These operations are independent of each other, and are performed at different periods, although the object of each is the same. They are both now extensively practised, and have invariably produced the most beneficial effects upon the soil, rendering it deeper and drier, and increasing the quantity and improving the quality of the crops.
Thorough-Draining.-Almost every description of land will be benefited by thorough-draining, but on wet heavy clays, and on soils having a hard retentive bottom, the effects are most striking. Land, which before grew nothing but sedges and the coarsest kind of grass, has been converted into a good mellow soil, and fitted for the culture of every description of crop, by means of thorough-draining.
The mode of proceeding to thorough-drain a field, is, in the first instance, to make a number of parallel drains, from 16 to 40 feet apart, according to the nature of the land, and as it is more or less exposed to wet, and either across or up and down the field, as circumstances may demand. If the land be low and wet, or if it consist of strong clay, the distance between the drains should not exceed 16 feet; if the subsoil is lighter and more porous, it may be 20, or 24, or 30 feet; and in very open subsoils the drains may be as much as 40 or 45 feet apart. When the ridges of a field are much raised, it will save cutting to run a drain up the furrow.
The drains must be 30 inches or 2 feet deep, and be filled with rubble or broken stones to the height of 12 inches from the bottom of the drain, leaving 16 to 18 inches clear from the top of the stones to the surface of the soil. Cover the stones with a thin sod, overlapping it at the joints, to prevent any of the loose earth getting in. The drains are then to be filled in, and a crop of grain taken off the land, after which the subsoil-plough must be put in operation, working transversely across the direction of the drains.
This is the usual way of thorough-draining, but the drains may be formed with tiles, where they can be procured at a cheap rate, or with flat stones set triangular fashion, thus A, or one side perpendicular and the other angular, thus , where suitable materials are at hand. In some cases shingle or large gravel may be obtained, or rubble-stones sufficiently small for filling the drains may be gathered off the land ; but where large stones only can be obtained, these must be broken into tolerably small pieces (say two or two and a half inches square), in order that the water may filter readily through them. When tiles are used, they should have a flat tile or piece of slate placed at bottom, as a sole, to prevent the edges of the tile from cutting into the soil, and thus lessening or destroying the opening for the water. Circular tiles are sometimes used, and they appear to answer well; and in some places a tile formed somewhat like a horseshoe is used, having its thick ends bent back, so as to form a kind of feet for the tile to rest upon, thus s, which prevents its cutting into the soil, and supersedes the necessity for a sole.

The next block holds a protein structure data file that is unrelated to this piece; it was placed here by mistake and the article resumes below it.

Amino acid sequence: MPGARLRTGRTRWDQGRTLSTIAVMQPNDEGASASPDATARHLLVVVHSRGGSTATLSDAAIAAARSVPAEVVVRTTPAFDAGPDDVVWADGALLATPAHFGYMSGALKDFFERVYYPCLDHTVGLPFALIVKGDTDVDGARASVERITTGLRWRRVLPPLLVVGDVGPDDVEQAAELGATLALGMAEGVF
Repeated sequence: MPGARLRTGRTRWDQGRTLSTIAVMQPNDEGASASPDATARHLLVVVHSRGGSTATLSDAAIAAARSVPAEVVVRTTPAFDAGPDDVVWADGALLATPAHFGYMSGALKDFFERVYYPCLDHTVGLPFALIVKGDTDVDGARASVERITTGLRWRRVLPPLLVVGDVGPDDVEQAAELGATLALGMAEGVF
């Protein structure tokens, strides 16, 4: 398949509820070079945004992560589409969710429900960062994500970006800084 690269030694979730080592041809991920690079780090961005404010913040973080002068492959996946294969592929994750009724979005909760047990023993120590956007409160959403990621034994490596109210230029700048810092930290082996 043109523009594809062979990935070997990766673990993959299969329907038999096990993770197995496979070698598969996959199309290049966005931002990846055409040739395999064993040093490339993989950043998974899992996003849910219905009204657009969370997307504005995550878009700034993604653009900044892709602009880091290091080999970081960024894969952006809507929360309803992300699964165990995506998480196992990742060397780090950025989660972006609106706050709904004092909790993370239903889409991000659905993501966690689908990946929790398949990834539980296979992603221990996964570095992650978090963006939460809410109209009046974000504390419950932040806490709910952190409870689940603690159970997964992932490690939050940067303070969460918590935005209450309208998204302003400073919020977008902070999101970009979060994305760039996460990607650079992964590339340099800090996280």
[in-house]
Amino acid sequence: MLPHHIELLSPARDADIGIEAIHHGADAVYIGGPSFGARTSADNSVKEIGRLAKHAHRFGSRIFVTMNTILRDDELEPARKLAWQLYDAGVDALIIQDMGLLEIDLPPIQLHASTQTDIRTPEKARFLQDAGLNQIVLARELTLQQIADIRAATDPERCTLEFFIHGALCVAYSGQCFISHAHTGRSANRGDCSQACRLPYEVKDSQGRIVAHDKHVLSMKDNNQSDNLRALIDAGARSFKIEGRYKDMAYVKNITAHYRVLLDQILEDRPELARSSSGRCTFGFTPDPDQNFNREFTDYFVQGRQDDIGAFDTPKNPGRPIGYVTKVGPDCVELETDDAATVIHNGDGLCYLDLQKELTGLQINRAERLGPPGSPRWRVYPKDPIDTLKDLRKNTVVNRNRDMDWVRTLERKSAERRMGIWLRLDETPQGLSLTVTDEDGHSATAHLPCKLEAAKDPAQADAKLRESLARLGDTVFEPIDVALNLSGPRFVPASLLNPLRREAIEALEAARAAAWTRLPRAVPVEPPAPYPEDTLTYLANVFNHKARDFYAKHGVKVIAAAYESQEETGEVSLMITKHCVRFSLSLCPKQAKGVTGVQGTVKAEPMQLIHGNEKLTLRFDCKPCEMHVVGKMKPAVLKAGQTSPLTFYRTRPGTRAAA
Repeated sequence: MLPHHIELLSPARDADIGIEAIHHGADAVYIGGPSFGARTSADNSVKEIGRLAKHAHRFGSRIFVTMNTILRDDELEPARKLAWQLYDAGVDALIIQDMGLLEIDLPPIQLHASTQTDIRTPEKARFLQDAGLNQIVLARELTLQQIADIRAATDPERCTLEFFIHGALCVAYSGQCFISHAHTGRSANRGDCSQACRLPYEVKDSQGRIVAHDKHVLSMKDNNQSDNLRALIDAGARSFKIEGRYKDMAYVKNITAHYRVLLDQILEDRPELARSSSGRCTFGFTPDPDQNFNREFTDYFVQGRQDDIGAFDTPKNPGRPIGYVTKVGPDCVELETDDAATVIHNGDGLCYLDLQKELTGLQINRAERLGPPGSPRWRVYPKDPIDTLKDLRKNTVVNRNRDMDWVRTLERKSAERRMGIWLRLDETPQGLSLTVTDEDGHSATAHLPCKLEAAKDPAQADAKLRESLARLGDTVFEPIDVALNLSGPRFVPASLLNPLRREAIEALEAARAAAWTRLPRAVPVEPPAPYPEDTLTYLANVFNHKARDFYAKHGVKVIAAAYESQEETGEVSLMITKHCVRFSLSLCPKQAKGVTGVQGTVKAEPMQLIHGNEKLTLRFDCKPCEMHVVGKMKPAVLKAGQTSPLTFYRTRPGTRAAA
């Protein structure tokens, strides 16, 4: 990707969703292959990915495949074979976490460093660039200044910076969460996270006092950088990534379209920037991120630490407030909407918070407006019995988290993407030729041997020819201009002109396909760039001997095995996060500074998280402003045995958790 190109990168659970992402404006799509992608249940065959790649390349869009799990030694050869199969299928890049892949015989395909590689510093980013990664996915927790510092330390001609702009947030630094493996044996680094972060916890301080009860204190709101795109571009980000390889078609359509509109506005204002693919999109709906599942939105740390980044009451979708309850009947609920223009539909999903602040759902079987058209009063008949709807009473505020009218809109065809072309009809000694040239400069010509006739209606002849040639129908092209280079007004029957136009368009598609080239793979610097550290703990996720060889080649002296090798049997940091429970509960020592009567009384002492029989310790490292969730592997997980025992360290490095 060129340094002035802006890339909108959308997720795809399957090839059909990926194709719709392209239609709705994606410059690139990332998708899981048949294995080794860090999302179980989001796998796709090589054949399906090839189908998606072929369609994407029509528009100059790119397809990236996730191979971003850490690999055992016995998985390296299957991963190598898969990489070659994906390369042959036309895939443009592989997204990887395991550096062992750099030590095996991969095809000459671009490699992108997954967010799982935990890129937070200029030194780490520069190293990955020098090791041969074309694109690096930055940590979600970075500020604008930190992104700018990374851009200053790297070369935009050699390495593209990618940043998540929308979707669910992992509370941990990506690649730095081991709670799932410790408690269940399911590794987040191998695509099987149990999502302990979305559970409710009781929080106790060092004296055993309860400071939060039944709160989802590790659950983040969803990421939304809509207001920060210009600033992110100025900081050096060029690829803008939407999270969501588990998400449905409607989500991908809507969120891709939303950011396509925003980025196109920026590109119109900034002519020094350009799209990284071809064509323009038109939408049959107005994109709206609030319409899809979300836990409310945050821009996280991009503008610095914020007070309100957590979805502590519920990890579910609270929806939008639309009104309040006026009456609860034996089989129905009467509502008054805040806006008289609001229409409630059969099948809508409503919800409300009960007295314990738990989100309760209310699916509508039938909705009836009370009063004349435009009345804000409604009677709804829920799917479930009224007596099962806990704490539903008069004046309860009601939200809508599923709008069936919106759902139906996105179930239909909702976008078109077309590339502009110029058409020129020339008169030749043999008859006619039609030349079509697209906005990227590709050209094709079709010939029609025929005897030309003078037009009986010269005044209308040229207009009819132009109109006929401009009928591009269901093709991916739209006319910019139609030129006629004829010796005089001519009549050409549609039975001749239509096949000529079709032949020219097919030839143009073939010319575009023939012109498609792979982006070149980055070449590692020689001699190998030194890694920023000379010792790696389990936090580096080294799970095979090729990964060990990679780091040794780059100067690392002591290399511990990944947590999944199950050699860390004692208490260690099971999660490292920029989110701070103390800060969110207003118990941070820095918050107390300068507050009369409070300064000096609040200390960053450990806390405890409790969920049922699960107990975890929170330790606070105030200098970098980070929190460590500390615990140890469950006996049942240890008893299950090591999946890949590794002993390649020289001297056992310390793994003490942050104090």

A free passage for the water below the surface is the great object to be accomplished in thorough-draining; and this must be so done as to leave 16 or 18 inches of soil above the materials used for the formation of the drain, in order that it may not be disturbed by the plough. Keeping this object in view, the thorough-drainer can hardly go wrong with respect to the depth of the drain, or the materials of which it is formed; and if he has provided a suitable main drain, into which these subsidiary drains may discharge the water which they have collected, the land will be left dry, and fitted for the production of crops.
The main drain, into which all the other drains must be carried, should run along the lowest part or hollow of the land, and if possible should communicate with some natural water-course, by which the water it discharges may be carried off. Its size must depend on the quantity of water expected, but it should be at least 6 inches deeper than the other drains. Submains will often be necessary along the bottom of a field, to receive the water from the smaller drains, and carry it into the main drain; and these ought likewise to be made somewhat deeper than the others discharging into them.
The water thus collected, may often be most advantageously employed for the purposes of irrigation, and this should never be omitted wherever it is practicable. Brooks and rivulets constitute the natural drains of the country, and should in like manner be applied to irrigation, whenever the levels admit of this being done. Nothing can be worse than to allow streams to run to waste, which, if properly applied, are capable of imparting the highest fertility to the land.
As regards the space between the drains, it is obvious that this must depend upon local circumstances, some stiff wet lands requiring the drains to be placed close to each other, in order to secure a dry seedbed for the crops, whilst in lighter soils the drains may be placed wider apart. As a general rule, however, it may be said that the drains should be formed at from 5 to 15 yards, or from 15 to 45 feet apart, according to the nature of the soil, and other circumstances, of which the farmer must in each case be the judge.